24hoursnews : Intel is aiming to extend its performance lead over AMD with the introduction of the industry's first quad-core processors designed for multi-processor servers.
The chip giant has rolled out six quad-core Xeon 7300 series processors, which deliver more than twice the overall performance and more than three times the performance per watt of its previous generation of dual-core server chips. The chips are the last to be converted to Intel's Core micro-architecture, a process that has been under way since 2006.
The 7300 series are more energy efficient than previous chips. It comprises chips that run at clock speeds of up to 2.93GHz at 130W, several 80W processors and a 1.8GHz, 50W version that is targeted specifically at four-socket blade servers.
In addition to having twice as many cores, the 7300 chips come with up to four times the memory capacity of the dual-core multi-processor platforms, which Intel maintained will allow businesses to consolidate their server environments to reduce space, power and running costs.
"Intel Xeon-based multi-processor servers are the backbone of the enterprise," said Tom Kilroy, Intel vice president and co-general manager of the digital enterprise group.
"With the Xeon 7300 series, Intel is delivering new levels of performance and performance per watt, and is driving the Intel Core micro-architecture into such innovative systems as four-socket, 16-core blades that use less energy than our older models."
The Xeon 7300 series means IT managers can pool their single, dual- and quad-core Core-based servers into a dynamic virtual server infrastructure that allows for live, virtual machine migration. This should improve situations including failover, load balancing, disaster recovery and server maintenance.
Brian Byun, VMware's vice president of global partners and solutions, said: "VMware and Intel have worked together to optimise VMware ESX Server on the Xeon 7300. Our partners and customers benefit from increased platform choice and performance headroom from the quad-core four-socket server systems."
Intel said that the 7300 series running the VMmark benchmark designed for measuring virtualisation performance, achieved the highest single server result so far. Results from key server manufacturers testing the 7300 series are also proving encouraging.
HP has proclaimed world-record results for a ProLiant DL580 G5 server running the TPC-C benchmark for database performance, while IBM claimed its 7300-based, System x3850 M2 server using the SPECint*_rate_base2006 benchmark for integer throughout, also set a new world record.
Intel claims silicon crown despite AMD Barcelonaa.
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AMD's Barcelona Chip to Get Speed Boost This Year.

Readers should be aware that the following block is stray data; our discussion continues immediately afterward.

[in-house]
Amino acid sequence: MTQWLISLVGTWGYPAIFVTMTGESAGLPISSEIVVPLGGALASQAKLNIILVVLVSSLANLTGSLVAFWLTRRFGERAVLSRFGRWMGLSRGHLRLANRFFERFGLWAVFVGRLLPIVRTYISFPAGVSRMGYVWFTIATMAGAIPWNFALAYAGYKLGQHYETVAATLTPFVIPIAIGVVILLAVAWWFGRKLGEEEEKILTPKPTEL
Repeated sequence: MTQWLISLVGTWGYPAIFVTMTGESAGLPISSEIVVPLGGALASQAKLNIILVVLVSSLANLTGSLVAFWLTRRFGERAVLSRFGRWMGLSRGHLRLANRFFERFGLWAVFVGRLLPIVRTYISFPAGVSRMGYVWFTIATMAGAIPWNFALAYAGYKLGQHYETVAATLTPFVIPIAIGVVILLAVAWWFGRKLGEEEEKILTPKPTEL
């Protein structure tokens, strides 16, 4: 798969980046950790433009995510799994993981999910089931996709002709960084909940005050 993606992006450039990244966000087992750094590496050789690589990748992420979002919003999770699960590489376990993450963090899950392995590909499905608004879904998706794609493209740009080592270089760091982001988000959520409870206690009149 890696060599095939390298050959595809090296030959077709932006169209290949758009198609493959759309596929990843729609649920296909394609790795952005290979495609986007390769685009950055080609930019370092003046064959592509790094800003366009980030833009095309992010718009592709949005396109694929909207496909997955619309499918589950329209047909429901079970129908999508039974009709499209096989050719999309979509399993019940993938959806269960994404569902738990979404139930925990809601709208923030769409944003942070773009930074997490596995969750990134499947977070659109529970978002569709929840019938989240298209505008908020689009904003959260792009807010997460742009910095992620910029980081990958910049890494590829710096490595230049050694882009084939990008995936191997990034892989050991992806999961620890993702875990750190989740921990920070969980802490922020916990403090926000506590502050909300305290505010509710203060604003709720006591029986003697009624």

On the same day that Advanced Micro Devices Inc. officially released its Barcelona server processor, the company said it would have a faster version of the quad-core Opteron device out by year's end.
Initially, the top clock speed on the quad-core chip is 2 GHz. But Randy Allen, vice president and general manager of AMD's server and workstation division, said at the Barcelona launch event here Monday evening that the company will have a 2.5-GHz version ready for shipment in December.
The confirmation of the planned speed bump may have been the most significant bit of news out of the product launch, which was held at the Letterman Digital Arts Center on the grounds of the Presidio, a former U.S. Army base that now is part of the Golden Gate National Recreation Area.
The announcement mostly featured a long list of executives from hardware vendors offering support and praise for AMD without taking any shots at its main processor rival, Intel Corp. That was left to AMD officials, but even they rarely if at all mentioned Intel by name.
Hector Ruiz, AMD's chairman and CEO, said the company's initial development in 2003 of an x86-compatible Opteron that could run both 32-bit and 64-bit applications raised the bar "for what an industry should expect from a processor company."
Ruiz claimed that the new Opteron would have "a similarly profound effect on computing," even though Intel turned the tables on AMD and beat it to market with quad-core processors by 10 months. Last week, Intel released a new Xeon 7300 line of quad-core chips with clock speeds of up to 2.93 GHz.
Executives from IBM, Hewlett-Packard Co., Sun Microsystems Inc. and Dell Inc. appeared at AMD's launch event in person or via video to announce plans to add the Barcelona chip to their server product lines, with shipments scheduled to begin as early as next month. Among them was Dell Chairman and CEO Michael Dell, who said his company intends to double its lineup of AMD-based systems by year's end.
Jonathan Schwartz, Sun's president and CEO, said his company is aiming to use the quad-core Opteron to double its AMD-based server business. However, Sun in January announced a deal with Intel to develop a full of line of Xeon-based servers and workstations. That ended a two-year-old strategy under which Sun had exclusively used Opterons in its x86 systems.